“There are several myths about how estates must be distributed that can lead to lots of worry about what will happen to a “wild child” in the future and stress about family dynamics.”
Every family has unique circumstances as far as wealth, financial planning, and plans for the future. Therefore, it is critical that you consider your individual beneficiaries’ circumstances when it comes to estate planning.
Kiplinger’s recent article entitled “Estate Planning for ‘Black Sheep’ Beneficiaries” explains that this may take the shape of a child with a substance abuse issue, a lack of financial acumen and responsibility, or a mental illness. You also may want to reward certain behaviors in the future. All these situations can be addressed thoughtfully and effectively in your estate planning documents with the help of an experienced estate planning attorney. Let’s dispel some of the common myths surrounding these issues:
Myth #1: You are required to split your estate evenly among your children. Disinheriting a beneficiary happens a lot. It can occur for a variety of reasons that have nothing to do with the disapproval of a potential beneficiary’s lifestyle choices. Regardless of the reason for disinheriting completely or making unequal distributions, it’s best to discuss this in your estate documents or in a separate letter. Give the reasons for your decision to head off any possible claim against the estate or even just hard feelings among family members.
Myth #2: Once you’ve disinherited your black sheep, it’s irreversible. Not so. You should review your estate planning choices regularly because situations change (hopefully for the better), and you can revise your estate plan to provide incentives for your beneficiary to continue making progress.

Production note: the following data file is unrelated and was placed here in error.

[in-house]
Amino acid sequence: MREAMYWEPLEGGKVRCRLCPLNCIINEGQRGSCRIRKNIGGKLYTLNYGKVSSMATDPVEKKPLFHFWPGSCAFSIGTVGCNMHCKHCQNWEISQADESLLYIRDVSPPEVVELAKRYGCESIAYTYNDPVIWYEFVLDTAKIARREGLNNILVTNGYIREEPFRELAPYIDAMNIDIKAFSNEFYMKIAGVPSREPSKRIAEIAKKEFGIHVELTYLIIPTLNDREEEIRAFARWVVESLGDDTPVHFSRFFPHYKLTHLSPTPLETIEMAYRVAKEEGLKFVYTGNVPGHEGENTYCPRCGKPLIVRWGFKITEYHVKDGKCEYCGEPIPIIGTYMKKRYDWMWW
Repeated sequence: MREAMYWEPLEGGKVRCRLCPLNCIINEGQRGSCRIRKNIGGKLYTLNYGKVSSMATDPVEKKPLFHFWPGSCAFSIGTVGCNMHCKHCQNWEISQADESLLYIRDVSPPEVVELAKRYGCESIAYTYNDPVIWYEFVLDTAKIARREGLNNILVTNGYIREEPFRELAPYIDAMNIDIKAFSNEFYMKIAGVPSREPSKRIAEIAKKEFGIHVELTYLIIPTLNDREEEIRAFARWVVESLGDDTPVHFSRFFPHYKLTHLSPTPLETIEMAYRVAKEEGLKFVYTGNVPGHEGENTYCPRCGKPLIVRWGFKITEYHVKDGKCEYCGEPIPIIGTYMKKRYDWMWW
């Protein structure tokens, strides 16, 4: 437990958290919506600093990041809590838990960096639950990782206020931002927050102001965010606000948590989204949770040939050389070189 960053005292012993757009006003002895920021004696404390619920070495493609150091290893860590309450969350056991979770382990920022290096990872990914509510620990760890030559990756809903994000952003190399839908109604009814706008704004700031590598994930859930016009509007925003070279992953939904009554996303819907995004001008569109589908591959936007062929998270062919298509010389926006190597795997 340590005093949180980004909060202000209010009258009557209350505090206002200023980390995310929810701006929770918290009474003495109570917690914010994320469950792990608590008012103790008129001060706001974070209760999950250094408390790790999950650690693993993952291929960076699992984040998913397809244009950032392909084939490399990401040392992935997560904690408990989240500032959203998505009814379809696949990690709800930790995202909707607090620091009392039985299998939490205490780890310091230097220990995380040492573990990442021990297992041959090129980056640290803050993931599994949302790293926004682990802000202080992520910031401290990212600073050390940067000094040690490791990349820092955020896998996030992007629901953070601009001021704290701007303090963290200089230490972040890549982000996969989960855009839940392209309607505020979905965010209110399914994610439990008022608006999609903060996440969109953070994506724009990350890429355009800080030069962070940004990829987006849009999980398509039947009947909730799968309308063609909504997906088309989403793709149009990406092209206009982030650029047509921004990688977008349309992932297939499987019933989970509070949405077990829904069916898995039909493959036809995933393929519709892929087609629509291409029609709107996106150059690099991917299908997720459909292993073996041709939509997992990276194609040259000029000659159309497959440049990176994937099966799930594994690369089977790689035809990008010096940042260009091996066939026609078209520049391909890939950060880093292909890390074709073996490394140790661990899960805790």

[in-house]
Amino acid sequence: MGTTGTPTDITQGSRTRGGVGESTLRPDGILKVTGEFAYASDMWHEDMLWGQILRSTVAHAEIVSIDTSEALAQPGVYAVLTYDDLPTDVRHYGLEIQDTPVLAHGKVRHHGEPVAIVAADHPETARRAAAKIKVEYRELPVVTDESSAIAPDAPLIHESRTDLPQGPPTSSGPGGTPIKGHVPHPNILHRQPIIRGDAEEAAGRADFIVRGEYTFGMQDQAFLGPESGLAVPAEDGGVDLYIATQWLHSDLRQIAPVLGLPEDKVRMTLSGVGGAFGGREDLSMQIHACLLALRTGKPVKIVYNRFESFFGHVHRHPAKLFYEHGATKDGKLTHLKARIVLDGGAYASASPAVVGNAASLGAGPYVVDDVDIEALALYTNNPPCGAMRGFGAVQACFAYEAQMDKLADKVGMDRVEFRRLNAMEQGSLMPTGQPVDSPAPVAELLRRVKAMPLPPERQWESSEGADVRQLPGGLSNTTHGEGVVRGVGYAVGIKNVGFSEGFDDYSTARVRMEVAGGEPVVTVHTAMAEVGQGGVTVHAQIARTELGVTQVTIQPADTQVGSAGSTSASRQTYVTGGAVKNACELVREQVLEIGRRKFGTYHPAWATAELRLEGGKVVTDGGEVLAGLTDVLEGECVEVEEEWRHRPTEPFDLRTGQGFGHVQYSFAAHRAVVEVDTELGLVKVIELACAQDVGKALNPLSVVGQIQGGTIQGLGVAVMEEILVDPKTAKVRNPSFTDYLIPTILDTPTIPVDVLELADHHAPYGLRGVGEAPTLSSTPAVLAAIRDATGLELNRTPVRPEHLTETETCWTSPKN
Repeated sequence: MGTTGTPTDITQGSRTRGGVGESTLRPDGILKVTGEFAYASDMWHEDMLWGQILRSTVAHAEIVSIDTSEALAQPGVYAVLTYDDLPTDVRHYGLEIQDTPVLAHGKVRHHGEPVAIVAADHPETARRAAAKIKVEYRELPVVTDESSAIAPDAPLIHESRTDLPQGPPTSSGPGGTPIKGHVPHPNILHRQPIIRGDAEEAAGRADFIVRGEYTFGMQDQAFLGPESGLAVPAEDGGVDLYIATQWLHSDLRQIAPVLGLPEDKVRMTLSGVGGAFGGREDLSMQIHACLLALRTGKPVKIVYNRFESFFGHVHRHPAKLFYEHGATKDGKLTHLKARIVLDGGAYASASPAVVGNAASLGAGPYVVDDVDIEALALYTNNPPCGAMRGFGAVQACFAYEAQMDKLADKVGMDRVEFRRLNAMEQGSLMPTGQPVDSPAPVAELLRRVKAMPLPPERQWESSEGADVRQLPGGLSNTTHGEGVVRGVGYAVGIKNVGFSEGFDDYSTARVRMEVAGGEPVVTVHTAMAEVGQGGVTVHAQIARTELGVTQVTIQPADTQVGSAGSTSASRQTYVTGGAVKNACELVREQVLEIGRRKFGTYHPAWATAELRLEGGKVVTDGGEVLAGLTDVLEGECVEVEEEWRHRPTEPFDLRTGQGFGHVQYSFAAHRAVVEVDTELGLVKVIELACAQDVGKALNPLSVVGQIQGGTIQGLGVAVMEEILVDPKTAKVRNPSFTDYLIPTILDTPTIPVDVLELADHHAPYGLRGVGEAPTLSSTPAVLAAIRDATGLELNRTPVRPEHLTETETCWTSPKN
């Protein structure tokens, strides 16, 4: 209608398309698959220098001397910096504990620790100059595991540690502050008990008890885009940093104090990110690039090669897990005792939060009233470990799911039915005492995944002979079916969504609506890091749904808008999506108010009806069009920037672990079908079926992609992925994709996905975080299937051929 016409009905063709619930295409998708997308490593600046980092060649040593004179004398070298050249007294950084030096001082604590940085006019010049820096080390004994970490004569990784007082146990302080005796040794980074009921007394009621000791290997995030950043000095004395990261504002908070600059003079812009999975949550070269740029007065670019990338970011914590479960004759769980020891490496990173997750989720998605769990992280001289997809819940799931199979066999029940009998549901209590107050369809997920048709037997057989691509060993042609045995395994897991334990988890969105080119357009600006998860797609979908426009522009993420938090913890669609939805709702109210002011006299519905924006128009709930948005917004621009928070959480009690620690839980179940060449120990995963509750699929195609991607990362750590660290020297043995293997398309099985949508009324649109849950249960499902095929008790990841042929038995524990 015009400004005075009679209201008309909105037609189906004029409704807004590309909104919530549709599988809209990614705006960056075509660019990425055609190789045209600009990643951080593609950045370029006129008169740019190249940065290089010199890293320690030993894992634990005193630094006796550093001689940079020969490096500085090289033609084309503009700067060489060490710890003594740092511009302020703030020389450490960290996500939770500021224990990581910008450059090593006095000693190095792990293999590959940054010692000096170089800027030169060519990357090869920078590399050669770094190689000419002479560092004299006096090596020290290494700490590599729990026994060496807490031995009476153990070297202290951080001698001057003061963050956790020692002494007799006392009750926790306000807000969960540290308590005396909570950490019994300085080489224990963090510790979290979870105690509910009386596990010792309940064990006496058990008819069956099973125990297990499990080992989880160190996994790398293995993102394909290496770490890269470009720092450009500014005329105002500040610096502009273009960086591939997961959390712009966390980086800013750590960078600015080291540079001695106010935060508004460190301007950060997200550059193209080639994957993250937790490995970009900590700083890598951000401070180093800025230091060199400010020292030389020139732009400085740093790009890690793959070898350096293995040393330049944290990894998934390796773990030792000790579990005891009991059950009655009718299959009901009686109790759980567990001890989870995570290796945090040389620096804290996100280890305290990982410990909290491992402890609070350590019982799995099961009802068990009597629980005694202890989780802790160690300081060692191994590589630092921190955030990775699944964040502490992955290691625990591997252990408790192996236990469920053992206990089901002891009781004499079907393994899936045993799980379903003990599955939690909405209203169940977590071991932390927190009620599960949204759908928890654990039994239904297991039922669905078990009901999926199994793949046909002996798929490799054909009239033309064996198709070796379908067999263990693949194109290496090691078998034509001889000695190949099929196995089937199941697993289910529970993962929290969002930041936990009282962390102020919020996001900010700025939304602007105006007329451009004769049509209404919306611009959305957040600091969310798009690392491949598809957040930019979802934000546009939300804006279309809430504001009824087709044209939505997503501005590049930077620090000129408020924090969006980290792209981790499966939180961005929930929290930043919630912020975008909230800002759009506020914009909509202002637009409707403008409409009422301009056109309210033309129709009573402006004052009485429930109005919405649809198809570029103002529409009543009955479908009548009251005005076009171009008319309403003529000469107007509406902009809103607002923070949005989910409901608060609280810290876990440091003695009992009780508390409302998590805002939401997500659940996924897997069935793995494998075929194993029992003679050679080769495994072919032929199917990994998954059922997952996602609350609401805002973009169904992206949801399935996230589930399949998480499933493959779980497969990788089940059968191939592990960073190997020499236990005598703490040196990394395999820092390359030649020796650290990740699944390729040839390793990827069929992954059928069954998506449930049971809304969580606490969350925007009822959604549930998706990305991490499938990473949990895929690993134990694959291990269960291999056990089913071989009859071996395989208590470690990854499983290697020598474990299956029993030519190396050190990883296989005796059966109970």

Myth #3: You have no control of the issue after you pass away. While there’s no direct control after you die, you can, however, make specific instructions in your trust to reward and motivate your black sheep to behave in a certain fashion. You can also treat the share of inheritance for one beneficiary differently than others. Therefore, a financially responsible child may be allowed to access such a share of the estate in one lump sum; but you create a trust for the second child who has issues.
Myth #4: Trusts are a huge hassle. Certain trusts permit you to name a person to help your beneficiary manage their inheritance. This can be a family member or friend, as well as a professional trustee who will assume the administrative responsibilities of a trust.
Don’t avoid the subject of estate planning. Work with an experienced estate planning attorney and discuss the options available. You can read more about how our process works, how we can make sure we are a good fit for your needs, and how to get started today right here.
Reference: Kiplinger (Dec. 8, 2020) “Estate Planning for ‘Black Sheep’ Beneficiaries”
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